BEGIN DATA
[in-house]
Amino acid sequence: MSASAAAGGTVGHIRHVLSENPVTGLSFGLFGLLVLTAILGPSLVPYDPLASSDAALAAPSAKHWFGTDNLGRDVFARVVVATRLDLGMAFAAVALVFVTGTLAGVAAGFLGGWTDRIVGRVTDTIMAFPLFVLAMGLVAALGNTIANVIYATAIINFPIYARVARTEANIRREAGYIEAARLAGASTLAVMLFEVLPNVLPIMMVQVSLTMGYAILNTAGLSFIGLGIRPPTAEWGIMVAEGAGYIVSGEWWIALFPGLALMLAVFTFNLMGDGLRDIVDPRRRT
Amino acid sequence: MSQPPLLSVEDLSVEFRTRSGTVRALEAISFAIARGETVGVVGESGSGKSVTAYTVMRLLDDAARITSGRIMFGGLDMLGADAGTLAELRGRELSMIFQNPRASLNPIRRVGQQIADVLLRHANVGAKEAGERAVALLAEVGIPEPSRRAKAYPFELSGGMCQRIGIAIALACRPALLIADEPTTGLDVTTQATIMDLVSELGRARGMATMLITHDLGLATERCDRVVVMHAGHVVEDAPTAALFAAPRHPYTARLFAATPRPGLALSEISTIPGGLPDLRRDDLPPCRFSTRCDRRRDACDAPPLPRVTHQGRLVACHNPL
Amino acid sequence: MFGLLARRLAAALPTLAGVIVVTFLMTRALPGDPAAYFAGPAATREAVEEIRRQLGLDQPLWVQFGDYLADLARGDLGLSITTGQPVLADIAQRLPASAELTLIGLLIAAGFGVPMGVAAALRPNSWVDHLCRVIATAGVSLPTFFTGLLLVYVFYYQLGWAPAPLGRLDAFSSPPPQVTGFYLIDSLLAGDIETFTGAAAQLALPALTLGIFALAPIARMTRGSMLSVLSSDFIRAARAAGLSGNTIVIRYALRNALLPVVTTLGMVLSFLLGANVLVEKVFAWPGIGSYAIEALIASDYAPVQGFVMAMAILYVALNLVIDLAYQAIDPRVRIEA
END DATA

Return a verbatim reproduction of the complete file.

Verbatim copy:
[in-house]
Amino acid sequence: MSASAAAGGTVGHIRHVLSENPVTGLSFGLFGLLVLTAILGPSLVPYDPLASSDAALAAPSAKHWFGTDNLGRDVFARVVVATRLDLGMAFAAVALVFVTGTLAGVAAGFLGGWTDRIVGRVTDTIMAFPLFVLAMGLVAALGNTIANVIYATAIINFPIYARVARTEANIRREAGYIEAARLAGASTLAVMLFEVLPNVLPIMMVQVSLTMGYAILNTAGLSFIGLGIRPPTAEWGIMVAEGAGYIVSGEWWIALFPGLALMLAVFTFNLMGDGLRDIVDPRRRT
Amino acid sequence: MSQPPLLSVEDLSVEFRTRSGTVRALEAISFAIARGETVGVVGESGSGKSVTAYTVMRLLDDAARITSGRIMFGGLDMLGADAGTLAELRGRELSMIFQNPRASLNPIRRVGQQIADVLLRHANVGAKEAGERAVALLAEVGIPEPSRRAKAYPFELSGGMCQRIGIAIALACRPALLIADEPTTGLDVTTQATIMDLVSELGRARGMATMLITHDLGLATERCDRVVVMHAGHVVEDAPTAALFAAPRHPYTARLFAATPRPGLALSEISTIPGGLPDLRRDDLPPCRFSTRCDRRRDACDAPPLPRVTHQGRLVACHNPL
Amino acid sequence: MFGLLARRLAAALPTLAGVIVVTFLMTRALPGDPAAYFAGPAATREAVEEIRRQLGLDQPLWVQFGDYLADLARGDLGLSITTGQPVLADIAQRLPASAELTLIGLLIAAGFGVPMGVAAALRPNSWVDHLCRVIATAGVSLPTFFTGLLLVYVFYYQLGWAPAPLGRLDAFSSPPPQVTGFYLIDSLLAGDIETFTGAAAQLALPALTLGIFALAPIARMTRGSMLSVLSSDFIRAARAAGLSGNTIVIRYALRNALLPVVTTLGMVLSFLLGANVLVEKVFAWPGIGSYAIEALIASDYAPVQGFVMAMAILYVALNLVIDLAYQAIDPRVRIEA